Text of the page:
The Holy Land is located between two of the oldest cradles of civilization – Egypt and Mesopotamia – and is the site of some of the world’s oldest cities. It also forms the border between Asia and Africa and has been the crossroad of migrations and invasions for millennia, leaving a rich legacy of diverse cultures, tribes and kingdoms. As the home of the ancient kingdoms of Judea and Israel, the Holy Land is the site of the holiest places of Judaism, Christianity and Islam.  

Coins have played an important role in the area since at least the 4th century BC, when they were first struck in the region while it was under Persian control. They are mentioned in the Old Testament and reflect the teachings and imagery of Judaism. These coins feature religious objects and plants in keeping with the Second Commandment’s prohibition of graven images – this was in stark contrast to the gods, kings and animals portrayed on the coins of their neighbors.

Coins of the Bible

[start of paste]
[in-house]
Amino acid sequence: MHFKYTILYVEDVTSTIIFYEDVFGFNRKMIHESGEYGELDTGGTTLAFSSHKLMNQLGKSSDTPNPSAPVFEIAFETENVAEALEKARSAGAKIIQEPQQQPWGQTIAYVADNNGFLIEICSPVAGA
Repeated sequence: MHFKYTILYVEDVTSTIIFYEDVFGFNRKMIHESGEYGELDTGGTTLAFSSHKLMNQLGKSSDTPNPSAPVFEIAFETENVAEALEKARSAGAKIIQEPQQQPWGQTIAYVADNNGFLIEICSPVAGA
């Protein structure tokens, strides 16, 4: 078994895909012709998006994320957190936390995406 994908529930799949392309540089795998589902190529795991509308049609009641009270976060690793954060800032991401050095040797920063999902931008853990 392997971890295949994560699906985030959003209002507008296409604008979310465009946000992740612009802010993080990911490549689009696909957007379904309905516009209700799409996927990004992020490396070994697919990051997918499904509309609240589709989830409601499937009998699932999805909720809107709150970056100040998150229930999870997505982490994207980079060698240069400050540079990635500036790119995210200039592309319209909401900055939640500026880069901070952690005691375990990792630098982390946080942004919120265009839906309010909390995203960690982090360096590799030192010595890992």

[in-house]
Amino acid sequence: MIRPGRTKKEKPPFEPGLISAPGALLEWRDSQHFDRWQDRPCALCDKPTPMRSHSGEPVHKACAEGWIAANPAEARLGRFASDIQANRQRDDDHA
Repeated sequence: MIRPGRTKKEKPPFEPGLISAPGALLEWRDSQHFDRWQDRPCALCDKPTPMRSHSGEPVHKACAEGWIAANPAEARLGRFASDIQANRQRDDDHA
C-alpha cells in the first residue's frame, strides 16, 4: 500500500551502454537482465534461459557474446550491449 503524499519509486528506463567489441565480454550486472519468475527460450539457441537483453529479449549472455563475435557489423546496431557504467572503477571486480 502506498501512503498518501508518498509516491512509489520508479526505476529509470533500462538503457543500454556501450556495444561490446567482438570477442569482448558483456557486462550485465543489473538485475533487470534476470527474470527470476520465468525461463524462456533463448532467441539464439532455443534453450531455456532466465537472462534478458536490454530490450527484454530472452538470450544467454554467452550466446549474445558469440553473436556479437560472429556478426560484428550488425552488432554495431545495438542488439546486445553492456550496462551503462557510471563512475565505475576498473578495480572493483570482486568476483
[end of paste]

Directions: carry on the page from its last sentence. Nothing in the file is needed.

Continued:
Money is often mentioned in the New Testament, especially in relation to events in the life of Jesus Christ. It can be identified with local coins of the time, from Judean and Imperial Roman coins to the coinage of the two revolts that resulted in the Jewish Diaspora (exile). The spread of Christianity throughout the Empire was facilitated by the Diaspora, setting the stage for its eventual adoption as the official religion by Constantine the Great. Before that time, Christians endured many hardships and martyrdoms, starting with Nero’s claim that the fires that destroyed much of Rome in AD 64 were caused by dissident Christians.



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